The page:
Learning from books is valuable but will only get you so far in life. The “school of hard knocks” is an effective teacher, and offers different lessons than in the halls of academia. Both sets of lessons are valuable and even necessary in the workplace. Here are some hard-knock lessons that universities should consider adding to the curriculum:
1. Communication is a difficult skill to learn.
People talk all of the time, but communication and talking are two different things. Communication takes thought, focus and energy. If you wish to communicate effectively, you must consider the needs of the other person or people. You must learn to listen so you can respond to them effectively. Talk may be cheap, but real communication is a skill that requires paying attention to and even caring about the people to whom you are speaking.
2. Blaming others won’t solve your problems.
Blaming other people, organizations, or situations for your problems is a waste of time and energy. Blame solves nothing; however, blame may break down connections and breed bad feeling, making the existing problems even worse.
3. Thinking creatively will help you find solutions to problems.
On the other hand, approaching a problem from the angle “how can I fix this?” may result in numerous ideas. Try them out, see if any of them work. Learn to brainstorm instead of saying “no, that will never work” to every new idea you hear. Just because co-workers say, “but we’ve always done it this way!” does not mean their way of doing things is good. Likely, it can be improved upon.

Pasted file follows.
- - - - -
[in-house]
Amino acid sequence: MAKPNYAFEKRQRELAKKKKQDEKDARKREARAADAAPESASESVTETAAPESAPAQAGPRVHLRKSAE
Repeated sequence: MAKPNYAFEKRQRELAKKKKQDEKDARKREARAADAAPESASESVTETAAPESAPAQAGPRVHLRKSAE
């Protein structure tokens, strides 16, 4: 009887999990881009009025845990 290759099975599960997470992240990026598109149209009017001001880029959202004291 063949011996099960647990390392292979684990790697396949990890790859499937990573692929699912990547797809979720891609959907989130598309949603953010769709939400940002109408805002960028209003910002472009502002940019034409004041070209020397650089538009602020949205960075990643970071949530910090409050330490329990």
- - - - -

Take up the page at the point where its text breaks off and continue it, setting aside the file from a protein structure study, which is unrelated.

Looking for the causes of problems is different from assigning blame. You may look for a cause in order to address the problem and fix it. Blame is an end in itself; blame is intended to single out a scapegoat.
We can approach the cause of our problems without expending energy on blame and scapegoating. For example, let’s say you are late to work because one person in your carpool is often late. Spending energy on blame won’t make him on time, and it may create bad feelings between the two of you. You may lose a valuable ally and never even know it.
However, if this guy is the reason you are often late, recognize the cause of the problem. How can you fix it? You can’t change him, but you could take the bus, drive yourself, or find some other way to get yourself to work on time.
Tell Us What You Think
What is the most important life lesson you wish you’d learned in school? We want to hear from you! Leave a comment or join the discussion on Twitter.